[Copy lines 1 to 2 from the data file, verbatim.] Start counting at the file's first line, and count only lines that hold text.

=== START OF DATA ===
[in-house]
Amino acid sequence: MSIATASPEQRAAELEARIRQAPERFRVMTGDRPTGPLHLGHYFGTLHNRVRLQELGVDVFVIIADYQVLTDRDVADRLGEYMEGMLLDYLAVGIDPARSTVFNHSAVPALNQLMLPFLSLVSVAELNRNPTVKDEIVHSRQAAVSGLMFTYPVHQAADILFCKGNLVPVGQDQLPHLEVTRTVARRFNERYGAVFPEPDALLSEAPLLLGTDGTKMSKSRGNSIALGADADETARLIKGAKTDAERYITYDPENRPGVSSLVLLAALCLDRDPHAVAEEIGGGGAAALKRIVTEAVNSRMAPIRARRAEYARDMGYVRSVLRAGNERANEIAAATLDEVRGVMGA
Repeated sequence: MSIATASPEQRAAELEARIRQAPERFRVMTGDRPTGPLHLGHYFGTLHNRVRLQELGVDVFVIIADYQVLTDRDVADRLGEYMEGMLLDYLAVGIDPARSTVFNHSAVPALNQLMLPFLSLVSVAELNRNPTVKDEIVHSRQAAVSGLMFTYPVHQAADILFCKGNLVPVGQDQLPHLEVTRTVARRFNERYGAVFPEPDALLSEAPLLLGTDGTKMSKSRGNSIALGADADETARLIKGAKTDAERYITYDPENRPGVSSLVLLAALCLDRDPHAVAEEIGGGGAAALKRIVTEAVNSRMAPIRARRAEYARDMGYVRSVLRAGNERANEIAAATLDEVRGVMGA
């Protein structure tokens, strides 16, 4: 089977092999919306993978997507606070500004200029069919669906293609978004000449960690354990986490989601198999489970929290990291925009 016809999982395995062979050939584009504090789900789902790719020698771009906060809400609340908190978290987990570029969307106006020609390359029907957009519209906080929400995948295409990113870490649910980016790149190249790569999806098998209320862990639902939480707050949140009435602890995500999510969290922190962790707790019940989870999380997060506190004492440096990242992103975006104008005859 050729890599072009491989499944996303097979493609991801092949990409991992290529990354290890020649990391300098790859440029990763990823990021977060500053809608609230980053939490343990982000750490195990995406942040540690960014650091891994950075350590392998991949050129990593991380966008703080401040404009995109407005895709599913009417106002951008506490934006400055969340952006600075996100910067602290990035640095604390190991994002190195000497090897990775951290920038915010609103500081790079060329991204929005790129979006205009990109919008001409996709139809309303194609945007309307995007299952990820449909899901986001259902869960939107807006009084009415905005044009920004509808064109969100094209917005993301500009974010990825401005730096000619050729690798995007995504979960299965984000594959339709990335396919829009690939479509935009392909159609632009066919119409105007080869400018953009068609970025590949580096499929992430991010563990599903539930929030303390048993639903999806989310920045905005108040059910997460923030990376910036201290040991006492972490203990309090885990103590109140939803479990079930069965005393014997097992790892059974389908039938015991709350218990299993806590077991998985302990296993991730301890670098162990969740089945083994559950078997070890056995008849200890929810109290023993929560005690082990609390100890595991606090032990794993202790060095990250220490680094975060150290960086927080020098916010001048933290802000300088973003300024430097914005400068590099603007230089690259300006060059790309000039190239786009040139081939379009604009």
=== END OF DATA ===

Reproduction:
[in-house]
Amino acid sequence: MSIATASPEQRAAELEARIRQAPERFRVMTGDRPTGPLHLGHYFGTLHNRVRLQELGVDVFVIIADYQVLTDRDVADRLGEYMEGMLLDYLAVGIDPARSTVFNHSAVPALNQLMLPFLSLVSVAELNRNPTVKDEIVHSRQAAVSGLMFTYPVHQAADILFCKGNLVPVGQDQLPHLEVTRTVARRFNERYGAVFPEPDALLSEAPLLLGTDGTKMSKSRGNSIALGADADETARLIKGAKTDAERYITYDPENRPGVSSLVLLAALCLDRDPHAVAEEIGGGGAAALKRIVTEAVNSRMAPIRARRAEYARDMGYVRSVLRAGNERANEIAAATLDEVRGVMGA